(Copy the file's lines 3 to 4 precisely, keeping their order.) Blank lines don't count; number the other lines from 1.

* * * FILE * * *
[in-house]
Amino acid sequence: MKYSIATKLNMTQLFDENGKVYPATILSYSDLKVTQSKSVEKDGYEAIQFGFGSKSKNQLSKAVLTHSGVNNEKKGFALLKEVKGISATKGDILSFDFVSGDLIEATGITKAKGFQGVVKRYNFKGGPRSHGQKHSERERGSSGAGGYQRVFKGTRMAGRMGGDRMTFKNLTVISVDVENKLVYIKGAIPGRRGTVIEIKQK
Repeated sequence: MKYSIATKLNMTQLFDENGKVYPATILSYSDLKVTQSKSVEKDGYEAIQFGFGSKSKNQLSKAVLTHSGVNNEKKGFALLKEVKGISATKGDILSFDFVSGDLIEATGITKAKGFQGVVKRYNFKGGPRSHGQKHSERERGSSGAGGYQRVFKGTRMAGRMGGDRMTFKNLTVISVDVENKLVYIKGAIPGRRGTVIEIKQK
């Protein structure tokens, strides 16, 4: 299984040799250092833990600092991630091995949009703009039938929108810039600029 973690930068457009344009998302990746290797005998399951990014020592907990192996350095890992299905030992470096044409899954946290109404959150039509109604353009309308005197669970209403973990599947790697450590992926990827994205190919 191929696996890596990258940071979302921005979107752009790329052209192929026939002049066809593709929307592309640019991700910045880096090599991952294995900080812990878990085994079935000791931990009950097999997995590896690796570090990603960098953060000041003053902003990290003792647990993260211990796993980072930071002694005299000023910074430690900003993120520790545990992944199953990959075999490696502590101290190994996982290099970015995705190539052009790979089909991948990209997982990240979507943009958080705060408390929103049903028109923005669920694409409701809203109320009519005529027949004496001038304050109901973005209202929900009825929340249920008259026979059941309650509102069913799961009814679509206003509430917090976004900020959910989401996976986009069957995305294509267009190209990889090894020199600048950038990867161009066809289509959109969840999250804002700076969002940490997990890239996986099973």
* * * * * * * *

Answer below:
Repeated sequence: MKYSIATKLNMTQLFDENGKVYPATILSYSDLKVTQSKSVEKDGYEAIQFGFGSKSKNQLSKAVLTHSGVNNEKKGFALLKEVKGISATKGDILSFDFVSGDLIEATGITKAKGFQGVVKRYNFKGGPRSHGQKHSERERGSSGAGGYQRVFKGTRMAGRMGGDRMTFKNLTVISVDVENKLVYIKGAIPGRRGTVIEIKQK
């Protein structure tokens, strides 16, 4: 299984040799250092833990600092991630091995949009703009039938929108810039600029 973690930068457009344009998302990746290797005998399951990014020592907990192996350095890992299905030992470096044409899954946290109404959150039509109604353009309308005197669970209403973990599947790697450590992926990827994205190919 191929696996890596990258940071979302921005979107752009790329052209192929026939002049066809593709929307592309640019991700910045880096090599991952294995900080812990878990085994079935000791931990009950097999997995590896690796570090990603960098953060000041003053902003990290003792647990993260211990796993980072930071002694005299000023910074430690900003993120520790545990992944199953990959075999490696502590101290190994996982290099970015995705190539052009790979089909991948990209997982990240979507943009958080705060408390929103049903028109923005669920694409409701809203109320009519005529027949004496001038304050109901973005209202929900009825929340249920008259026979059941309650509102069913799961009814679509206003509430917090976004900020959910989401996976986009069957995305294509267009190209990889090894020199600048950038990867161009066809289509959109969840999250804002700076969002940490997990890239996986099973």